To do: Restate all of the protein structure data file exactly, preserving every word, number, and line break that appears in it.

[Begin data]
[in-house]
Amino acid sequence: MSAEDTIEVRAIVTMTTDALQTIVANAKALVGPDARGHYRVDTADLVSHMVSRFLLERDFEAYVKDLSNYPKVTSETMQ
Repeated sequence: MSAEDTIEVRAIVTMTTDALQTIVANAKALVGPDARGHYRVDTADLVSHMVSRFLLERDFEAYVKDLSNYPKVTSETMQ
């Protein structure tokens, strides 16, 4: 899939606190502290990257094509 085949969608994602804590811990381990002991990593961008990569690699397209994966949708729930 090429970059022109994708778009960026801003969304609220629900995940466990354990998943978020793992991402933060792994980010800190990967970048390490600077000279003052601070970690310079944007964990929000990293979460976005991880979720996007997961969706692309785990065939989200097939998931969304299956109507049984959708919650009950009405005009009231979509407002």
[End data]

[in-house]
Amino acid sequence: MSAEDTIEVRAIVTMTTDALQTIVANAKALVGPDARGHYRVDTADLVSHMVSRFLLERDFEAYVKDLSNYPKVTSETMQ
Repeated sequence: MSAEDTIEVRAIVTMTTDALQTIVANAKALVGPDARGHYRVDTADLVSHMVSRFLLERDFEAYVKDLSNYPKVTSETMQ
């Protein structure tokens, strides 16, 4: 899939606190502290990257094509 085949969608994602804590811990381990002991990593961008990569690699397209994966949708729930 090429970059022109994708778009960026801003969304609220629900995940466990354990998943978020793992991402933060792994980010800190990967970048390490600077000279003052601070970690310079944007964990929000990293979460976005991880979720996007997961969706692309785990065939989200097939998931969304299956109507049984959708919650009950009405005009009231979509407002």